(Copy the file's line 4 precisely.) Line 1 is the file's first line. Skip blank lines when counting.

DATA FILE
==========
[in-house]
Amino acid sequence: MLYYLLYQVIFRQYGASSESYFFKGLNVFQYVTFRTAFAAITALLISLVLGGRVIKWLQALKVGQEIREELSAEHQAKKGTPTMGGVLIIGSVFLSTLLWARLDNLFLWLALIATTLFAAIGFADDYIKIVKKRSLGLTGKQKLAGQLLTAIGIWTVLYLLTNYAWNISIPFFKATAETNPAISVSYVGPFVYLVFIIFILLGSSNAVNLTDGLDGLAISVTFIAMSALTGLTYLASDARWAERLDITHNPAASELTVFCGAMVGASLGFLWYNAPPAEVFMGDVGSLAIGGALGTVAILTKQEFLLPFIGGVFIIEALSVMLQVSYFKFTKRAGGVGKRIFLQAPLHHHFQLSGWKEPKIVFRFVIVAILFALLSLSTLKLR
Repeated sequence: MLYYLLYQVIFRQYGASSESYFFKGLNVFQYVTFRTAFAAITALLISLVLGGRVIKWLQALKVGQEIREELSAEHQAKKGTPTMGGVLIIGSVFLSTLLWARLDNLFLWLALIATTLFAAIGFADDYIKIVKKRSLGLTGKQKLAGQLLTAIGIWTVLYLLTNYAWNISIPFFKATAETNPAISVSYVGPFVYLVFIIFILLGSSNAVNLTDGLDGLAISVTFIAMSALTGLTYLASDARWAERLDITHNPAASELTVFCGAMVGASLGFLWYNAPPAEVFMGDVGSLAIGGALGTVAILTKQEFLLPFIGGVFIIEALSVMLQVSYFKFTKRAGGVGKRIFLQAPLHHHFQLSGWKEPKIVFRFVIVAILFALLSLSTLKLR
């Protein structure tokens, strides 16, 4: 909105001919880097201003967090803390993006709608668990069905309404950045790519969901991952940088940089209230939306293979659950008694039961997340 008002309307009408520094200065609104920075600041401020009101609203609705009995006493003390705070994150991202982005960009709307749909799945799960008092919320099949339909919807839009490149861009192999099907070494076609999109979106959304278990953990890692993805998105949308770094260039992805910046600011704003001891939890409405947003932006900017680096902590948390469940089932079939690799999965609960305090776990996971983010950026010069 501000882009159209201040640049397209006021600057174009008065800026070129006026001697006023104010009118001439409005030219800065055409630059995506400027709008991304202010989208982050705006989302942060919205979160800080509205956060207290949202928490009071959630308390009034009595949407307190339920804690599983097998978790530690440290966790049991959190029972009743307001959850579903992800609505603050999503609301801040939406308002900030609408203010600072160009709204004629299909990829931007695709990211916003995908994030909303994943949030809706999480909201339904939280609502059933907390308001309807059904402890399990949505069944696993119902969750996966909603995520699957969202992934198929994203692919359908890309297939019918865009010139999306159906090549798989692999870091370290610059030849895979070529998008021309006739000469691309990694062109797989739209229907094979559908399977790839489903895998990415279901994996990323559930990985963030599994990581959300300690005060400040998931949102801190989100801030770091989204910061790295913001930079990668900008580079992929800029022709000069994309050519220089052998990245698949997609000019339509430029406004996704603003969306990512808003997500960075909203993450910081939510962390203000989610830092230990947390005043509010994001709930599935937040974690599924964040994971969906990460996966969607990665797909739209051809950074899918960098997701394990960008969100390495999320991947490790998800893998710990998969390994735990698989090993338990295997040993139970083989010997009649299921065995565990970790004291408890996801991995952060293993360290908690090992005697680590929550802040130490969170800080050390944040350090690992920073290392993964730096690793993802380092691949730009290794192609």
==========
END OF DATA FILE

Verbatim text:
């Protein structure tokens, strides 16, 4: 909105001919880097201003967090803390993006709608668990069905309404950045790519969901991952940088940089209230939306293979659950008694039961997340 008002309307009408520094200065609104920075600041401020009101609203609705009995006493003390705070994150991202982005960009709307749909799945799960008092919320099949339909919807839009490149861009192999099907070494076609999109979106959304278990953990890692993805998105949308770094260039992805910046600011704003001891939890409405947003932006900017680096902590948390469940089932079939690799999965609960305090776990996971983010950026010069 501000882009159209201040640049397209006021600057174009008065800026070129006026001697006023104010009118001439409005030219800065055409630059995506400027709008991304202010989208982050705006989302942060919205979160800080509205956060207290949202928490009071959630308390009034009595949407307190339920804690599983097998978790530690440290966790049991959190029972009743307001959850579903992800609505603050999503609301801040939406308002900030609408203010600072160009709204004629299909990829931007695709990211916003995908994030909303994943949030809706999480909201339904939280609502059933907390308001309807059904402890399990949505069944696993119902969750996966909603995520699957969202992934198929994203692919359908890309297939019918865009010139999306159906090549798989692999870091370290610059030849895979070529998008021309006739000469691309990694062109797989739209229907094979559908399977790839489903895998990415279901994996990323559930990985963030599994990581959300300690005060400040998931949102801190989100801030770091989204910061790295913001930079990668900008580079992929800029022709000069994309050519220089052998990245698949997609000019339509430029406004996704603003969306990512808003997500960075909203993450910081939510962390203000989610830092230990947390005043509010994001709930599935937040974690599924964040994971969906990460996966969607990665797909739209051809950074899918960098997701394990960008969100390495999320991947490790998800893998710990998969390994735990698989090993338990295997040993139970083989010997009649299921065995565990970790004291408890996801991995952060293993360290908690090992005697680590929550802040130490969170800080050390944040350090690992920073290392993964730096690793993802380092691949730009290794192609």